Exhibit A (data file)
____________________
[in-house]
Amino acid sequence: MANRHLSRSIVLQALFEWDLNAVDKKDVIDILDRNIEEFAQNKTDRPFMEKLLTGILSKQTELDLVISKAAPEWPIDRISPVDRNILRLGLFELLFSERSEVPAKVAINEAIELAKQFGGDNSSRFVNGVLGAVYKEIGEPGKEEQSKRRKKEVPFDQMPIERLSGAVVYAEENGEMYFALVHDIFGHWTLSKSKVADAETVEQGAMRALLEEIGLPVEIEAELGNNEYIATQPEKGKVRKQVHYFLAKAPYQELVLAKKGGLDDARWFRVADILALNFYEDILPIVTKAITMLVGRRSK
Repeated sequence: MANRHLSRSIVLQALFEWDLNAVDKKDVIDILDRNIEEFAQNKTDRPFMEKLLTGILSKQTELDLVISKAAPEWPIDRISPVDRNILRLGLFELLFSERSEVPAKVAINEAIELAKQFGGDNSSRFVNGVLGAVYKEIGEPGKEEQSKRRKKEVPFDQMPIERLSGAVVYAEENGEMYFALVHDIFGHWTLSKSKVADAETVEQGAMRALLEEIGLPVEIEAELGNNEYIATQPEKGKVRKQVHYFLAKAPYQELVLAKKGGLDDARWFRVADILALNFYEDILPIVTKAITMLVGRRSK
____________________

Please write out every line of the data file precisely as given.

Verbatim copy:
[in-house]
Amino acid sequence: MANRHLSRSIVLQALFEWDLNAVDKKDVIDILDRNIEEFAQNKTDRPFMEKLLTGILSKQTELDLVISKAAPEWPIDRISPVDRNILRLGLFELLFSERSEVPAKVAINEAIELAKQFGGDNSSRFVNGVLGAVYKEIGEPGKEEQSKRRKKEVPFDQMPIERLSGAVVYAEENGEMYFALVHDIFGHWTLSKSKVADAETVEQGAMRALLEEIGLPVEIEAELGNNEYIATQPEKGKVRKQVHYFLAKAPYQELVLAKKGGLDDARWFRVADILALNFYEDILPIVTKAITMLVGRRSK
Repeated sequence: MANRHLSRSIVLQALFEWDLNAVDKKDVIDILDRNIEEFAQNKTDRPFMEKLLTGILSKQTELDLVISKAAPEWPIDRISPVDRNILRLGLFELLFSERSEVPAKVAINEAIELAKQFGGDNSSRFVNGVLGAVYKEIGEPGKEEQSKRRKKEVPFDQMPIERLSGAVVYAEENGEMYFALVHDIFGHWTLSKSKVADAETVEQGAMRALLEEIGLPVEIEAELGNNEYIATQPEKGKVRKQVHYFLAKAPYQELVLAKKGGLDDARWFRVADILALNFYEDILPIVTKAITMLVGRRSK